There is also the question of who will start (or contribute) and where in the lineup. The good news here is that just about all of FSU’s offensive lineman can play guard but it must find more consistent play at tackle in 2021. Love-Taylor was FSU’s most consistent lineman in 2020 prior to his season-ending injury. The candidates for the two tackle spots are Love-Taylor, Scott, Washington, Willis and Gibbons. If Love-Taylor is healthy and still the most consistent offensive lineman on the roster you would have to think he would end up at one of the two tackles spots with Washington, Scott and Gibbons competing for the other spot. Gibbons was likely brought in to start and if he doesn’t line up at tackle he will line up at one of the guard spots. Scott will be better than he was a year ago because of his baptism-by-fire experience a year ago and because of a full off-season. Willis is raw but talented and should also be benefit from being forced into action late last-season.

Washington struggled at times in pass protection last year and if he is not one of the top two tackles coming out of camp he could be a possibility at guard. Lucas has shown flashes of being a very effective ACC guard but needs to take the next step and show more consistency and more maturity than he has the last two seasons. Johnson and Scott could compete at either guard spot but at the very least will provide experienced depth to FSU’s offensive line in 2021. Smith looks to return for his second season as the starter at center. Shrader showed promise as his backup early in spring before being lost to injury. If healthy, FSU should be two-deep at center. Estes, Herring and Orr are in the mix but are likely looking at playing backup roles in 2021. There are several possible starting lineup combinations for the offensive line heading into camp and if the top eight in the rotation can stay healthy, the Seminoles should show marked improvement this fall and will need to show marked improvement in the win-loss column.

Jerry Kutz: Dillan Gibbons will bring experience and depth to Florida State’s offensive line, which it has been five to eight men short of a full load in recent years. As Pat and Bob said above, he was brought in to be a starter — whether at guard or tackle — which will serve as motivation for all of FSU’s guards and tackles.

I’m not as knowledgeable as Pat, who played the position in high school and college, so I’ll leave the expert analysis to him but I will share what I think. In one word: Competition. There’s nothing quite like it to help your best players focus on their craft and to help them decipher whether they are injured or just ‘hurt’ — there is a difference you know — while in the training room hot tub. “You don’t make the club in the tub,” coaches and players will tell you.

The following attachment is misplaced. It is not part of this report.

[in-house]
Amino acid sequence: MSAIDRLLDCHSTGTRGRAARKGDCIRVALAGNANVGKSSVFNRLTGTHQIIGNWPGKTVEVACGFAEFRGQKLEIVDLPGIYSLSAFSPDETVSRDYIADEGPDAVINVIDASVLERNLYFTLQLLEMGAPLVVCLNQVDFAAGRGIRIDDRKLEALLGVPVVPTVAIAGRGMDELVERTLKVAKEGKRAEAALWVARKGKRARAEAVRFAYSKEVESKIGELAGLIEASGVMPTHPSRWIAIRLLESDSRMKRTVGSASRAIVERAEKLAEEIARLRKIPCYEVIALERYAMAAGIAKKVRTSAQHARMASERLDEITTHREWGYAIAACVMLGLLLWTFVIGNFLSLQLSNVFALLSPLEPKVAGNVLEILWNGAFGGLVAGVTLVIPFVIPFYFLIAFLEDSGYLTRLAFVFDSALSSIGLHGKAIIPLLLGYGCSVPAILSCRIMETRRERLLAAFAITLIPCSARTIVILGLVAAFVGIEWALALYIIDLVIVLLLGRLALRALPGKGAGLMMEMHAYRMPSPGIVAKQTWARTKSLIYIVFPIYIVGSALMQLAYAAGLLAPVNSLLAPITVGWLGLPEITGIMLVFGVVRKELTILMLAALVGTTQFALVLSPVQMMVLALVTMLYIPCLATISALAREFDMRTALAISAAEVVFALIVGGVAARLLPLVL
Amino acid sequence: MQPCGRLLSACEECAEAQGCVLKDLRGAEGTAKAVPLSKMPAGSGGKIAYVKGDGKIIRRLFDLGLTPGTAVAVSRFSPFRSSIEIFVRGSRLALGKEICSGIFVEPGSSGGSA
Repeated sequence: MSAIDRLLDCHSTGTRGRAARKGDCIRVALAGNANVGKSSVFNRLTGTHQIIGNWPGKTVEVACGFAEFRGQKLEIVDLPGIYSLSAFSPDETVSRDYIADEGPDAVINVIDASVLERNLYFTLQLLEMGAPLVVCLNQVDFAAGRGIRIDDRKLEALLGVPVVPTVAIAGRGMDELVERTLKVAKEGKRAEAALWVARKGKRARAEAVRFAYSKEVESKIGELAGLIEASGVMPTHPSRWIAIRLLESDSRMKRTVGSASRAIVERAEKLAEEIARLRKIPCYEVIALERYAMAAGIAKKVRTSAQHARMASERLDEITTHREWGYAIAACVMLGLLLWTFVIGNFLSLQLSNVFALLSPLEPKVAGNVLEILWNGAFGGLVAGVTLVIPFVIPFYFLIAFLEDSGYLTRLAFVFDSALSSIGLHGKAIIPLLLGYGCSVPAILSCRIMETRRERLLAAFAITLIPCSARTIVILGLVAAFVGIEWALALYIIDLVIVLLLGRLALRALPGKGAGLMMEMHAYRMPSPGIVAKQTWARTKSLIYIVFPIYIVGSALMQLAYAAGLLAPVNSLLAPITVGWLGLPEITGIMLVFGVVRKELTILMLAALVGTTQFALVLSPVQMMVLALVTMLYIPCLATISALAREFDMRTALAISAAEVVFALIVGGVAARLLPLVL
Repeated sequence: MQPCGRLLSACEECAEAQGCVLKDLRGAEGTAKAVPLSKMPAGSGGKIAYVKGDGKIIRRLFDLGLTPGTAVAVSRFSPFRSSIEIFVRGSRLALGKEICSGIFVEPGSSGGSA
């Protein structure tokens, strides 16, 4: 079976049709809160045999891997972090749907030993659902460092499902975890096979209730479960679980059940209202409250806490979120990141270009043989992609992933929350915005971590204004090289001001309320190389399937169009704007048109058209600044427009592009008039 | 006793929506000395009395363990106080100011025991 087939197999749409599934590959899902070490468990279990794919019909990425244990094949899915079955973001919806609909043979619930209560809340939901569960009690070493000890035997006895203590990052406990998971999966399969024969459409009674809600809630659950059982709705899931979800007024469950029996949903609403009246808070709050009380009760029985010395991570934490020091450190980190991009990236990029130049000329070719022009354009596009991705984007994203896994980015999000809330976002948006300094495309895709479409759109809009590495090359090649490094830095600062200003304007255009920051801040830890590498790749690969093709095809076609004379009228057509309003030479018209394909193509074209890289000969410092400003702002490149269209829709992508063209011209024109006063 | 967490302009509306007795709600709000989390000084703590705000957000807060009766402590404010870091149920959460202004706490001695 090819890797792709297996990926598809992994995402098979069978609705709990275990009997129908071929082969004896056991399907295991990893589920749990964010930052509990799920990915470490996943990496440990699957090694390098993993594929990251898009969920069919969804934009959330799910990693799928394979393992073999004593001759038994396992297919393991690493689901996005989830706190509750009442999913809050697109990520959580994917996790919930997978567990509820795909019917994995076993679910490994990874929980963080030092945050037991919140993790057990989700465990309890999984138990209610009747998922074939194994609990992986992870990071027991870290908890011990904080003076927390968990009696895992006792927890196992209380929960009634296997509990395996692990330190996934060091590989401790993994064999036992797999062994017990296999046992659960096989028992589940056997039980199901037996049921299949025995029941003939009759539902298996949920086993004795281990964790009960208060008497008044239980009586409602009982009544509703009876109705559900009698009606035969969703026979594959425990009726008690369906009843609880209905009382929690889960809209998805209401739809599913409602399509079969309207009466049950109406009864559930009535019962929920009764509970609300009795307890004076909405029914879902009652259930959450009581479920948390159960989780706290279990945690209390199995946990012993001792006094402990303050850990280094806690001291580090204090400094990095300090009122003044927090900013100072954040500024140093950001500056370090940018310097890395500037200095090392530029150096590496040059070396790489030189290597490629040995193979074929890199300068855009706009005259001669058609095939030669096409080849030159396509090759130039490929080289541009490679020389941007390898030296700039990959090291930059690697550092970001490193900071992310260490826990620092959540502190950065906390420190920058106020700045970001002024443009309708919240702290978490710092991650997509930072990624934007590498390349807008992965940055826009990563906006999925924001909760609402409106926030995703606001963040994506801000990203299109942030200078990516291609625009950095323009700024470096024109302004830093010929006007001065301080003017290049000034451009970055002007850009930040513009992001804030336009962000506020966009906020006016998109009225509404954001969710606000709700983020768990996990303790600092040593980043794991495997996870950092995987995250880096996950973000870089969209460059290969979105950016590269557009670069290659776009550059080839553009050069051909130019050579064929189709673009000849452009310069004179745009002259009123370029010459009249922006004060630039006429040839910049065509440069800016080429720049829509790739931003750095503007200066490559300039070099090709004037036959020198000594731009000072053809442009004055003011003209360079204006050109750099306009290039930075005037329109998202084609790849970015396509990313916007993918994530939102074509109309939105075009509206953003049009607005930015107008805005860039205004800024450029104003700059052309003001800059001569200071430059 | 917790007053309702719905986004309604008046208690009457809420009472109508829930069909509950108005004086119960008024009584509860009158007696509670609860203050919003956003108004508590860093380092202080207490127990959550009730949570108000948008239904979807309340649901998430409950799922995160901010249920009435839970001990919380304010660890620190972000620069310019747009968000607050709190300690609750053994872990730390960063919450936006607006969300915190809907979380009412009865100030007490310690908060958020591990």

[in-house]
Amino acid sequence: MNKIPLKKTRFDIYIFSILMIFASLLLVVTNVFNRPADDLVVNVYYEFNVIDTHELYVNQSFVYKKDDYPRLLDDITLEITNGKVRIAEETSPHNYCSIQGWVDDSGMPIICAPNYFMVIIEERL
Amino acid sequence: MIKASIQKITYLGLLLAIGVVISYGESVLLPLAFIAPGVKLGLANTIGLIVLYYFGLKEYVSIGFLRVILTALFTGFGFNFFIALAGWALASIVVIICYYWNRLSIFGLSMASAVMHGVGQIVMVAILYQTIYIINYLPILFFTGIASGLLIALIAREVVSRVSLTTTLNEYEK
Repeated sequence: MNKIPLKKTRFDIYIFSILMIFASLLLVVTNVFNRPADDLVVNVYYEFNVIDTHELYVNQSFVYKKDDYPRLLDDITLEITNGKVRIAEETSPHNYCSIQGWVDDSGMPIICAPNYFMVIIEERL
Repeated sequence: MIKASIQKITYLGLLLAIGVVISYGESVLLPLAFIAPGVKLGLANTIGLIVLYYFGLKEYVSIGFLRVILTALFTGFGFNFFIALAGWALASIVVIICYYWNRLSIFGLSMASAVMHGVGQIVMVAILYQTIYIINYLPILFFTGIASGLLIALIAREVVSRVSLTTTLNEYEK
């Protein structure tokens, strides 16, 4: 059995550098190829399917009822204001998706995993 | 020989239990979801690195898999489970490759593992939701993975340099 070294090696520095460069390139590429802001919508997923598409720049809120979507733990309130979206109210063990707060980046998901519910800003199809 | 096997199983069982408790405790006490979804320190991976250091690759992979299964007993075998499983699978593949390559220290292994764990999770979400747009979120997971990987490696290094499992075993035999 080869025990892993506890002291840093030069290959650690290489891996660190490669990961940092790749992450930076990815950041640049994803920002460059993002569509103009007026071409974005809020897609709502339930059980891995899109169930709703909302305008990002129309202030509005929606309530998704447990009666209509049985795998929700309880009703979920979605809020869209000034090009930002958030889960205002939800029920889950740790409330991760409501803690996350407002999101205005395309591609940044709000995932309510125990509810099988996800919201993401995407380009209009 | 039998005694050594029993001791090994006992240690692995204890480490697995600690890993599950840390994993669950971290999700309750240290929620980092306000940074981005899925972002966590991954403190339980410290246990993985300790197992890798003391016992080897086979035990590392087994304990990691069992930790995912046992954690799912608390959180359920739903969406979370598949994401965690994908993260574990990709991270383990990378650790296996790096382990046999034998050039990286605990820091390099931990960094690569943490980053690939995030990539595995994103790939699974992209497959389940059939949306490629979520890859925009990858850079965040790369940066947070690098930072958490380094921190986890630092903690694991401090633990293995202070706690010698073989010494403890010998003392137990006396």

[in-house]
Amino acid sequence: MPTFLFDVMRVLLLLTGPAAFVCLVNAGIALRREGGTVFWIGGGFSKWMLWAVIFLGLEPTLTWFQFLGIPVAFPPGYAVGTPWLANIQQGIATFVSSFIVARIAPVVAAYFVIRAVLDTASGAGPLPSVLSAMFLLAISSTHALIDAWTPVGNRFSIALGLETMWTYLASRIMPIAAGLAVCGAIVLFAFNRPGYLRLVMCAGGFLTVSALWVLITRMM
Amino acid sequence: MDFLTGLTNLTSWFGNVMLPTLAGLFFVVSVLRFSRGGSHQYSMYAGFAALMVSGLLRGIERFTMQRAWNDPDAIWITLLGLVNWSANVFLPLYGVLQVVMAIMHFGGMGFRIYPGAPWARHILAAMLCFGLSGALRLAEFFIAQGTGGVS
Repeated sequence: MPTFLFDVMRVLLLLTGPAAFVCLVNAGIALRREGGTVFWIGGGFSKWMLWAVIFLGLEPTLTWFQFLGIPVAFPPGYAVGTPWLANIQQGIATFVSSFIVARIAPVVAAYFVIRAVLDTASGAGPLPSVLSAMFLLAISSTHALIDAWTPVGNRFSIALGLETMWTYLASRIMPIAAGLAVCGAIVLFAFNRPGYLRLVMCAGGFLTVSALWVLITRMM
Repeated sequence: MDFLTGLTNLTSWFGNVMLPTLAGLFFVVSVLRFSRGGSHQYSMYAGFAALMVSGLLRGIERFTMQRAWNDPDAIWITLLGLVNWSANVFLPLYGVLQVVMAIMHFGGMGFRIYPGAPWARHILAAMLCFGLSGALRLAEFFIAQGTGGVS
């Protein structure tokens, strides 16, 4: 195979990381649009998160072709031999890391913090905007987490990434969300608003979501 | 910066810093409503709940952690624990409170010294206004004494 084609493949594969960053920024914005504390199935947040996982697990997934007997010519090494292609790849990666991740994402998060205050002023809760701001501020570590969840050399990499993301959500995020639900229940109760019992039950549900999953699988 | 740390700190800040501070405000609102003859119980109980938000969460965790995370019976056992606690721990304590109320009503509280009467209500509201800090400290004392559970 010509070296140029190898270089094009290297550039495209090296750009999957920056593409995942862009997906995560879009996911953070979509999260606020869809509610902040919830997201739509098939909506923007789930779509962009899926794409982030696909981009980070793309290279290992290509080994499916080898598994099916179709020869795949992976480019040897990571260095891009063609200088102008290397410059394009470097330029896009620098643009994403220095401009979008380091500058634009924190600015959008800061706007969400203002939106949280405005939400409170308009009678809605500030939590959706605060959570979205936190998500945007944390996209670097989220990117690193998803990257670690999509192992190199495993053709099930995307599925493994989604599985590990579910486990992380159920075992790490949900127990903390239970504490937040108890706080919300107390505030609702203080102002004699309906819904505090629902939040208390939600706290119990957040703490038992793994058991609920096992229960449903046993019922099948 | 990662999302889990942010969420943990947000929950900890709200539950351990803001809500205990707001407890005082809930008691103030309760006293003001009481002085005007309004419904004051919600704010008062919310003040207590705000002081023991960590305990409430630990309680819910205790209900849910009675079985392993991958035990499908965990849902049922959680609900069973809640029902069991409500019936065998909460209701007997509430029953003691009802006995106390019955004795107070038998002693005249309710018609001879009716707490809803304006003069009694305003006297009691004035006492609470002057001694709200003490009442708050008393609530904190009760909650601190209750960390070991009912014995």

I see Gibbons starting at one guard, with Dontae Lucas starting at the other guard but Gibbons’ presence will push everyone, especially Lucas, to bring their best effort on a regular basis, or risk losing playing time throughout the season. In that respect, Gibbons can be the proverbial “boot in the butt” offensive line coach Alex Atkins needs to get the best out of each player in his unit.

I like Smith at center and I’m of the belief, or perhaps the hope, that Lucas is ready to become a good guard. If Gibbons can deliver solid play at the other guard, then he can solidify the center of Atkins’ line. Nothing is more disruptive than getting beat inside. If FSU’s line can eliminate the befuddling inside pressure and sacks it will go a long way to protecting the quarterback and therefore the tackles.

I like Robert Scott and Devontay Love-Taylor at right tackle and think one of those two can give Atkins another option — or depth — at left tackle, where Darius Washington will return. With more experience and a full year in the weight room, these guys will naturally be better. In addition, I think the tackles will play better if they are getting more help from the guard-center-guard position.

As Pat and Bob said, there’s help coming from guys like Thomas Sharader, Bryson Estes, Lloyd Willis, Zane Herring and others but with very little practice time before the home opener with Notre Dame — three padded scrimmages to be exact — I see Atkins spending the majority of his time repping those starting six in hopes of establishing communication and continuity as fast as possible.

While the spring was for discovery, mixing a variety of combinations of guards and tackles into scrimmages to see who can do what, I think Norvell and Atkins will go with their best six or eight in August. Sure the second-team offensive line will get its share of reps — they’ll need to in order to keep the first-team OL healthy — but my hunch is he’ll work the first-team offense together and the second-team offense together, which should eventually lead to better protection and better cohesion than we saw in the spring.